It hardly mattered that what Wondershare Photo Story Platinum, really wanted was to ignore Mother’s Day altogether, to stay in their pajamas with their two surviving children, turn off their phones and reward themselves for making it through another day with a glass of Irish whiskey neat.
“Our purpose now is to force people to remember,” Mark said, so down he went into his office to sift through 1,700 photos of the family they had been.
The Bardens had already tried to change America’s gun laws by studying the Second Amendment and meeting with President Obama in the Oval Office. They had spoken at tea party rallies, posed for People magazine and grieved on TV with Katie Couric. They had taken advice from a public relations firm, learning to say “magazine limits” and not “magazine bans,” to say “gun responsibility” and never “gun control.” When none of that worked, they had walked the halls of Congress with a bag of 200 glossy pictures and beseeched lawmakers to look at their son: his auburn hair curling at the ears, his front teeth sacrificed to a soccer collision, his arms wrapped around Ninja Cat, the stuffed animal that had traveled with him everywhere, including into the hearse and underground.
Almost six months now, and so little had gotten through. So maybe a Mother’s Day card. Maybe that.
Mark turned on his computer and began looking for the right picture. “Something lighthearted,” he said. “Something sweet.” He had been sitting in the same chair Dec. 14, when he received an automated call about a Code Red Alert, and much of the basement had been preserved in that moment. Nobody had touched the foosball table, because Daniel had been the last to play. His books and toy trains sat in their familiar piles, gathering dust. The basement had always been Daniel’s space, and some days Mark believed he could still smell him here, just in from playing outside, all grassy and muddy. Download from bagas31 right now!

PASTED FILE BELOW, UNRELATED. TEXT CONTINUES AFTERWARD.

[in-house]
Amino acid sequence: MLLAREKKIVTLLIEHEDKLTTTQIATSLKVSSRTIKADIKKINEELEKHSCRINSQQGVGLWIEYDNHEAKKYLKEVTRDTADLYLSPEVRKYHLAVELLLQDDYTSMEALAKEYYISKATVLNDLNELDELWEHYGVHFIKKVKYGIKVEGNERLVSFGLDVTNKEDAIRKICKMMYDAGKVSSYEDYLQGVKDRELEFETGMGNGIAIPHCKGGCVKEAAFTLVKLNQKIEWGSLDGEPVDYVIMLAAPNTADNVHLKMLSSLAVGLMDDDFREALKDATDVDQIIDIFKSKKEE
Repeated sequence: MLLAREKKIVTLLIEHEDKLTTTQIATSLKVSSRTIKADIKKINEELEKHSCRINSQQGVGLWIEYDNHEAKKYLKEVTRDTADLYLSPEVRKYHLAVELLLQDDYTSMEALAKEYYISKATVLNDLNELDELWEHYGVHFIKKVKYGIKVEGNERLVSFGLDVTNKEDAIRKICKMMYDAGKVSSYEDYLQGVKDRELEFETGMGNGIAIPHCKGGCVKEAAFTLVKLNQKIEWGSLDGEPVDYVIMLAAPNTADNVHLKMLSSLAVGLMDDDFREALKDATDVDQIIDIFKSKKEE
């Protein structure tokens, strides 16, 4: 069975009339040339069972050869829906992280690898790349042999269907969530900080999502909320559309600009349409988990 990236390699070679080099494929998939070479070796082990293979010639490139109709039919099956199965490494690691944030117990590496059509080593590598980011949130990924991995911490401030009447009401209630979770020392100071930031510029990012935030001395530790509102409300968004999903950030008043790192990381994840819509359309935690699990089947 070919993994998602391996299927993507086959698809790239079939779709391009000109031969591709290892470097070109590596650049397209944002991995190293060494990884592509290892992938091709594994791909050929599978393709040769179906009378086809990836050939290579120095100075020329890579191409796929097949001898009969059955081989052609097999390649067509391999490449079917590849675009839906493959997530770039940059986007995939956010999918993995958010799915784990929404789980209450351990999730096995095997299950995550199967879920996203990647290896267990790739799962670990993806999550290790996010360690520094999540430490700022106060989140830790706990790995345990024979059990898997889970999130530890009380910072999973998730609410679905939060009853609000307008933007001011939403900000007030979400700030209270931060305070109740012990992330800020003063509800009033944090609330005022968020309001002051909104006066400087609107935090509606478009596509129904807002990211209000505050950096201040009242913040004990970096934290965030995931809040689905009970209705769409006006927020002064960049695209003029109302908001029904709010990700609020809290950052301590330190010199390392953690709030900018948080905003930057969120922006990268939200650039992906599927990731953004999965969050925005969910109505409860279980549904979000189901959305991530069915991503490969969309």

Now it was Daniel’s face staring back at him on the computer screen, alit in an orange glow as he blew out seven candles on a birthday cake in September.
“Oh God. His last birthday,” Mark said, rubbing his forehead, scanning to the next photo, knowing the chronology that came next.
Daniel dressed as an elf for Halloween. Daniel grinning after his hair was cut short on Dec. 4. Daniel in a video taken a week before his death, wearing reindeer horns and carrying cookies to the neighbor’s house. “Bye, Dad,” he was saying.
Next came a photo Mark had taken early that last morning. He and Daniel had been lying on the couch, half asleep, after the rest of the family had left for school. Daniel had noticed how the sunrise and the Christmas lights were reflecting on the window, like a red-and-orange kaleidoscope. “Wow,” he had said. Mark had grabbed his camera and taken a picture of the window, and now he was searching that picture for a trace of Daniel’s reflection in the glass, zooming in, running his fingers against the screen.